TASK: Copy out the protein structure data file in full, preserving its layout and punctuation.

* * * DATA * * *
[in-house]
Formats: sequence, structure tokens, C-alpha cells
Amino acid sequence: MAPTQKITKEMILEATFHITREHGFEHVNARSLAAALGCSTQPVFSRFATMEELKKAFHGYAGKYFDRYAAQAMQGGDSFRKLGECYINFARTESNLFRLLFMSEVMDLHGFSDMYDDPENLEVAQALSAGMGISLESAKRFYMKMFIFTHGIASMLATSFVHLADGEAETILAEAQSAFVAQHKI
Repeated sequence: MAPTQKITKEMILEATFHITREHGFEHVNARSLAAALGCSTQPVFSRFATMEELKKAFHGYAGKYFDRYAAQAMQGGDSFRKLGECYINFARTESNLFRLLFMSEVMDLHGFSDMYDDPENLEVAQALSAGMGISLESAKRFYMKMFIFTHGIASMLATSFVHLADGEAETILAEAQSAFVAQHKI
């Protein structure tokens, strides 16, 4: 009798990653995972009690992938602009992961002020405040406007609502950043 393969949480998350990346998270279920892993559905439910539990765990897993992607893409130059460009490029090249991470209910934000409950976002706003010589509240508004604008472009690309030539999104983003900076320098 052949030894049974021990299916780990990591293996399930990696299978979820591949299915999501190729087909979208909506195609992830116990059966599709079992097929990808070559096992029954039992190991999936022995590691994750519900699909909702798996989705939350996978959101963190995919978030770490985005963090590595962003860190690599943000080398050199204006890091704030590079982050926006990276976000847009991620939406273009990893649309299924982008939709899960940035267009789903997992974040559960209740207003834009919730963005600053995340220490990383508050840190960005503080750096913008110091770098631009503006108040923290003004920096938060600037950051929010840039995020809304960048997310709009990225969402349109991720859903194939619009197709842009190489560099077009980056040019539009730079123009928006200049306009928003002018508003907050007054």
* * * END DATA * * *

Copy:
[in-house]
Formats: sequence, structure tokens, C-alpha cells
Amino acid sequence: MAPTQKITKEMILEATFHITREHGFEHVNARSLAAALGCSTQPVFSRFATMEELKKAFHGYAGKYFDRYAAQAMQGGDSFRKLGECYINFARTESNLFRLLFMSEVMDLHGFSDMYDDPENLEVAQALSAGMGISLESAKRFYMKMFIFTHGIASMLATSFVHLADGEAETILAEAQSAFVAQHKI
Repeated sequence: MAPTQKITKEMILEATFHITREHGFEHVNARSLAAALGCSTQPVFSRFATMEELKKAFHGYAGKYFDRYAAQAMQGGDSFRKLGECYINFARTESNLFRLLFMSEVMDLHGFSDMYDDPENLEVAQALSAGMGISLESAKRFYMKMFIFTHGIASMLATSFVHLADGEAETILAEAQSAFVAQHKI
């Protein structure tokens, strides 16, 4: 009798990653995972009690992938602009992961002020405040406007609502950043 393969949480998350990346998270279920892993559905439910539990765990897993992607893409130059460009490029090249991470209910934000409950976002706003010589509240508004604008472009690309030539999104983003900076320098 052949030894049974021990299916780990990591293996399930990696299978979820591949299915999501190729087909979208909506195609992830116990059966599709079992097929990808070559096992029954039992190991999936022995590691994750519900699909909702798996989705939350996978959101963190995919978030770490985005963090590595962003860190690599943000080398050199204006890091704030590079982050926006990276976000847009991620939406273009990893649309299924982008939709899960940035267009789903997992974040559960209740207003834009919730963005600053995340220490990383508050840190960005503080750096913008110091770098631009503006108040923290003004920096938060600037950051929010840039995020809304960048997310709009990225969402349109991720859903194939619009197709842009190489560099077009980056040019539009730079123009928006200049306009928003002018508003907050007054």